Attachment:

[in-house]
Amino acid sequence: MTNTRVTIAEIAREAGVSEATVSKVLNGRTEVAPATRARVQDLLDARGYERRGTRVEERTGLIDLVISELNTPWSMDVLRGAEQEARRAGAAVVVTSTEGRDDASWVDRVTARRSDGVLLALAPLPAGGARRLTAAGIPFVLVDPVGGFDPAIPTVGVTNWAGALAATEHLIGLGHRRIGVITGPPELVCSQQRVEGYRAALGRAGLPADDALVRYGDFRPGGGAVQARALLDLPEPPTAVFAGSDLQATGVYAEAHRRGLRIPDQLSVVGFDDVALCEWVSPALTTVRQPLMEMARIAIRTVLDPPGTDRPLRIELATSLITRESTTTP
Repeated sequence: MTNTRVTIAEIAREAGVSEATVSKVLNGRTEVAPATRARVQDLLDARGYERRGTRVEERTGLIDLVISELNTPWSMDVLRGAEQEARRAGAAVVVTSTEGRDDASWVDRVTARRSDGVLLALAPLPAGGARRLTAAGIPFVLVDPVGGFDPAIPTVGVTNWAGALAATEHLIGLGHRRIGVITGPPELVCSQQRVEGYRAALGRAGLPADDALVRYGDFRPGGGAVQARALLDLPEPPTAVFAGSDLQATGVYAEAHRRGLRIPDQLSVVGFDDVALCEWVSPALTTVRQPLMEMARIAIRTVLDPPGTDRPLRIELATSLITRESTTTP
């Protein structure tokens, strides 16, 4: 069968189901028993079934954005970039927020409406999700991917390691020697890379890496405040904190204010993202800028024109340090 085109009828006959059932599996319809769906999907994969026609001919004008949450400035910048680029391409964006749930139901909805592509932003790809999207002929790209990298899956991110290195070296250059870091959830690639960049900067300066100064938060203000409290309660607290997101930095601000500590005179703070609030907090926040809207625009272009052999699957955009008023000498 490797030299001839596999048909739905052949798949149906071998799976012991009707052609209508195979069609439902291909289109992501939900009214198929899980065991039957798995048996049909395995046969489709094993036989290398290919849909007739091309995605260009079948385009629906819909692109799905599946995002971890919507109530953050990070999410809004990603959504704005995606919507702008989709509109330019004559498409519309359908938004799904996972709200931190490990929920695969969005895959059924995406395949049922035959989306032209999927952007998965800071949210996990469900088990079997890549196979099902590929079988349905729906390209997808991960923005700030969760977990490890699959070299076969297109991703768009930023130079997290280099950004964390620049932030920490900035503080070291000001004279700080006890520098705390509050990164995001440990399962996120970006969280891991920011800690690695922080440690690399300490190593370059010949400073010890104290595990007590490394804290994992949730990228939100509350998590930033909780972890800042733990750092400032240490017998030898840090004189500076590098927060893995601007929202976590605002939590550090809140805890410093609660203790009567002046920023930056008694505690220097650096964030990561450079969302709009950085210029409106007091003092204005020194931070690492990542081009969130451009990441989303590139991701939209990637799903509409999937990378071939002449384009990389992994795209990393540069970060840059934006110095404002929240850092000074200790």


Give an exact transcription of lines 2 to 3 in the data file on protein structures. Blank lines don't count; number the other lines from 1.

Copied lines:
Amino acid sequence: MTNTRVTIAEIAREAGVSEATVSKVLNGRTEVAPATRARVQDLLDARGYERRGTRVEERTGLIDLVISELNTPWSMDVLRGAEQEARRAGAAVVVTSTEGRDDASWVDRVTARRSDGVLLALAPLPAGGARRLTAAGIPFVLVDPVGGFDPAIPTVGVTNWAGALAATEHLIGLGHRRIGVITGPPELVCSQQRVEGYRAALGRAGLPADDALVRYGDFRPGGGAVQARALLDLPEPPTAVFAGSDLQATGVYAEAHRRGLRIPDQLSVVGFDDVALCEWVSPALTTVRQPLMEMARIAIRTVLDPPGTDRPLRIELATSLITRESTTTP
Repeated sequence: MTNTRVTIAEIAREAGVSEATVSKVLNGRTEVAPATRARVQDLLDARGYERRGTRVEERTGLIDLVISELNTPWSMDVLRGAEQEARRAGAAVVVTSTEGRDDASWVDRVTARRSDGVLLALAPLPAGGARRLTAAGIPFVLVDPVGGFDPAIPTVGVTNWAGALAATEHLIGLGHRRIGVITGPPELVCSQQRVEGYRAALGRAGLPADDALVRYGDFRPGGGAVQARALLDLPEPPTAVFAGSDLQATGVYAEAHRRGLRIPDQLSVVGFDDVALCEWVSPALTTVRQPLMEMARIAIRTVLDPPGTDRPLRIELATSLITRESTTTP